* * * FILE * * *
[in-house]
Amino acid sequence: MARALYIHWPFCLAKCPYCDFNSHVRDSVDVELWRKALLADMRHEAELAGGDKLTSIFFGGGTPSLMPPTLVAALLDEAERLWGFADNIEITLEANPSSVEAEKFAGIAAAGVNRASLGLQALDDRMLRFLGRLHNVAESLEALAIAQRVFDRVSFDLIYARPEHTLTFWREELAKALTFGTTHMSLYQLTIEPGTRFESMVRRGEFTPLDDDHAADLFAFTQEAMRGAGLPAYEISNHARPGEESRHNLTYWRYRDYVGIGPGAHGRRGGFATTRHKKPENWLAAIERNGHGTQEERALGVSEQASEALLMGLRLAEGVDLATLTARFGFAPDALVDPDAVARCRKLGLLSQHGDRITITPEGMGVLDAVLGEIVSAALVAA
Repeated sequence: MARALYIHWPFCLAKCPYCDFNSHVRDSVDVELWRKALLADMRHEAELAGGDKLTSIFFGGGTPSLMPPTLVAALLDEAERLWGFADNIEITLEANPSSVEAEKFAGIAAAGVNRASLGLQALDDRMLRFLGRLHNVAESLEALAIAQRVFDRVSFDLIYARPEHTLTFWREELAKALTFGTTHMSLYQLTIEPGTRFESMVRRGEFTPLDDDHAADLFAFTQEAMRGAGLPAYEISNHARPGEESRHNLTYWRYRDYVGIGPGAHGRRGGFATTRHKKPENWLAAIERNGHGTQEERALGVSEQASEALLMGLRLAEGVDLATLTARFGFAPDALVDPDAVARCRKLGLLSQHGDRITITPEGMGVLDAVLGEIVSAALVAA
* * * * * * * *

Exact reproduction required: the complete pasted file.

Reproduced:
[in-house]
Amino acid sequence: MARALYIHWPFCLAKCPYCDFNSHVRDSVDVELWRKALLADMRHEAELAGGDKLTSIFFGGGTPSLMPPTLVAALLDEAERLWGFADNIEITLEANPSSVEAEKFAGIAAAGVNRASLGLQALDDRMLRFLGRLHNVAESLEALAIAQRVFDRVSFDLIYARPEHTLTFWREELAKALTFGTTHMSLYQLTIEPGTRFESMVRRGEFTPLDDDHAADLFAFTQEAMRGAGLPAYEISNHARPGEESRHNLTYWRYRDYVGIGPGAHGRRGGFATTRHKKPENWLAAIERNGHGTQEERALGVSEQASEALLMGLRLAEGVDLATLTARFGFAPDALVDPDAVARCRKLGLLSQHGDRITITPEGMGVLDAVLGEIVSAALVAA
Repeated sequence: MARALYIHWPFCLAKCPYCDFNSHVRDSVDVELWRKALLADMRHEAELAGGDKLTSIFFGGGTPSLMPPTLVAALLDEAERLWGFADNIEITLEANPSSVEAEKFAGIAAAGVNRASLGLQALDDRMLRFLGRLHNVAESLEALAIAQRVFDRVSFDLIYARPEHTLTFWREELAKALTFGTTHMSLYQLTIEPGTRFESMVRRGEFTPLDDDHAADLFAFTQEAMRGAGLPAYEISNHARPGEESRHNLTYWRYRDYVGIGPGAHGRRGGFATTRHKKPENWLAAIERNGHGTQEERALGVSEQASEALLMGLRLAEGVDLATLTARFGFAPDALVDPDAVARCRKLGLLSQHGDRITITPEGMGVLDAVLGEIVSAALVAA